783.  Wigmore Arms, Luton

If there was a BRAPA award for "best pub which is part of an Asda retail park", then this would win it.  I had serious reservations then on entering, especially as a mean looking couple eye-balled me as I took the BRAPA photo.  I couldn't walk in and bask in the "having completed Bedfordshire" glory either as the pub was packed of middle agers drinking, laughing, covering the floorspace and watching the football scores coming through on Sky Sports News.  Actually, I'd heard this pub screens 'Luton Town TV', perhaps the subscription has lapsed or the thought of watching them at present is enough to empty an entire pub, because there was no sign of it.  The landlord was the third impressive one of the day, one of those larger than life tall fellows whose very presence seems to fill the pub.  His arms were like Mr Tickle's, meaning he could pull pints from separate ends of the bar.  It was busy so this was 'handy'.  The pub had looked like a horrific Hungry Horse/Sizzler thing from the outside, so the fact it felt like a WMC inside could only be a good thing.  The array of pump clips stuck up behind the bar was ultra impressive, so why then was Bombardier (minus raspberry jam taste of Clophill) the most exciting beer on?  I sat on a strange two seater that seemed to have been nicked from a local cinema and squinted up at the football scores.  This was directly above a seat where Luton's answer to Ronnie and Roxy from Eastenders were sat (sexy but deadly!) and I think 'Roxy' thought I was eyeing her up though I was actually just amazed to see Hull City were 4-0 up before half time, which makes the Wigmore the luckiest BRAPA pub to date aswell.  The ladies were joined by two men, an ageing Olly Murs and southern Mick McCarthy, it all looked a bit awkward, so I went to get a bus (delayed again!) back into town.

Not as bad as it looks - the Wigmore in Luton
So with Hull City 6-0 up and Bedfordshire completed in great time, life was pretty good.  BRAPA being BRAPA, the good fortune couldn't last as I took the train to Harpenden for an unresearched bonus tick minutes from the station.

It was trying to snow by now, there was ticket barrier chaos, and the Harpenden Arms was closed for refurbishment which was annoying under the circs, showing you can't rely on anything.

Subway mural of Harpenden Arms pub sign was as good as it got! 
Not to be outdone, I hopped on and off at St Albans City and deciding not to do the nearest ones (time was still on my side), I walked out to the part of town known as Sopwell.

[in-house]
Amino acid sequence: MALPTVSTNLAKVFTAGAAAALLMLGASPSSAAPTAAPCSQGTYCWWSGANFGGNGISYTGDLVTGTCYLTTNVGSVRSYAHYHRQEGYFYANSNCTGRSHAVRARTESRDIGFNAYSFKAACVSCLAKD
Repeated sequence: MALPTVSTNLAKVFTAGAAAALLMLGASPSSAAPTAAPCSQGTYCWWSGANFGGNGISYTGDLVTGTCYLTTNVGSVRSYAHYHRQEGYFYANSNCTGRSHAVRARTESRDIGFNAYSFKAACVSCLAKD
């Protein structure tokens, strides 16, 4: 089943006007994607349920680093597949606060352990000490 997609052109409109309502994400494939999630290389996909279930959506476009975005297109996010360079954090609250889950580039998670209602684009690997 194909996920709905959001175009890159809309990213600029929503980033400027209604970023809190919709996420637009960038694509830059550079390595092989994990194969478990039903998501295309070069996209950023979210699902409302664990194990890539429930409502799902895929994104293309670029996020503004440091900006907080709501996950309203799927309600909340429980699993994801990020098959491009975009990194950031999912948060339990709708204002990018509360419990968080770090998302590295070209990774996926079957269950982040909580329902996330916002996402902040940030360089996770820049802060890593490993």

Great side street location in Sopwell, St Albans
784.  Garibaldi, St Albans

"Oooh, St Albans, the home of CAMRA, ooh isn't it lurvely, you should be grateful to those bearded sandal wearing founding fathers, you wouldn't be doing BRAPA if it wasn't for them!"  Sorry to be flippant, but this was what I heard in my head as I walked into the pub, I always feel a pressure of coming to this town and the expectant look of the locals just made me feel that they somehow know more than me,  About what I'm not sure.  The best thing about this pub was it's location, a beautiful side street pub, you cannot beat it, I just wish there were more - I love the Wellington in York and that chilly Dog & Bone in Lincoln for the same reasons.  It was Saturday evening now, so getting served was a challenge, but being the theme of the day, the wiry energetic barmaid was buzzing around with eyes in the back of her head, she knew I was stood at the bar before I did!  Getting a seat was tricky, the right hand side with welcoming fire seemed to have the best atmosphere, but everyone else had realised this too so I had to go to a separate area to the left, possibly an extension, and way to the heated astro-turfed smoking area that people insisted on using despite the sub zero temperatures.  As I sat alone and nursed my heavy Gale's HSB, I couldn't help but think back to my first pub of the day and wonder how different this would have been at opening time?  Now I've been in plenty of Fullers pubs, but this one seemed to ram the message home more than most, with branding everywhere you turned.  But it was friendly as a few random people said 'bye' to me on the way out.

Nice glass!  A pint of ESB and my GBG in the Garibaldi.

So that was a nice strategic diversion in that I now have 6 pubs remaining to visit in St Albans, meaning I could make a day of it and learn to love the town (7 would have been a step too far!)

Fullers, Fullers everywhere - and plenty of drops to drink
A little bit paranoid, I headed back to London with plenty of time to spare having been caught out more than once in the past.  This afforded me chance to visit a newly refurbished 'craft' beer house, a couple of mins walk from Kings Cross, a pre-emptive for sure.

Scottish Stores, Kings Cross, London